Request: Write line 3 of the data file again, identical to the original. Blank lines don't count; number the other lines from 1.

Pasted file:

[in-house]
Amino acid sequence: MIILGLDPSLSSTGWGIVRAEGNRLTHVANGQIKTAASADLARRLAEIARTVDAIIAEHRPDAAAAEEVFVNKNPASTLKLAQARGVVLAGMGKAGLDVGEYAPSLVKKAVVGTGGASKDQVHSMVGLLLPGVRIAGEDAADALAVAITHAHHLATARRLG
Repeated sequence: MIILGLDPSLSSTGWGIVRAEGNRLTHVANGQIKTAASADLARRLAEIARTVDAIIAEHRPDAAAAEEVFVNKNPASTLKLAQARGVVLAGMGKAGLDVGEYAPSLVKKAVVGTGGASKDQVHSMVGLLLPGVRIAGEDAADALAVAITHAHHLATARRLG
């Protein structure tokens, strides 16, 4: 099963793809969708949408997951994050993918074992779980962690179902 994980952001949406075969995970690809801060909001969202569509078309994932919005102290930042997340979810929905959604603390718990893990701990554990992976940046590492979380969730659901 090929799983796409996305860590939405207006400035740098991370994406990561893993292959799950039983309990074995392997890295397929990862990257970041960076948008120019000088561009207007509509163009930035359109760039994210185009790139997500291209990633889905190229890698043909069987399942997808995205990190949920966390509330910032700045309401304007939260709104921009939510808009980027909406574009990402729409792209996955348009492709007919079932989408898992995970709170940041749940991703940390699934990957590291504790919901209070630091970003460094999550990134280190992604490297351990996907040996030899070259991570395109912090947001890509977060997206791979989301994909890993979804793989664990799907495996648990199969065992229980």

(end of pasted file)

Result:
Repeated sequence: MIILGLDPSLSSTGWGIVRAEGNRLTHVANGQIKTAASADLARRLAEIARTVDAIIAEHRPDAAAAEEVFVNKNPASTLKLAQARGVVLAGMGKAGLDVGEYAPSLVKKAVVGTGGASKDQVHSMVGLLLPGVRIAGEDAADALAVAITHAHHLATARRLG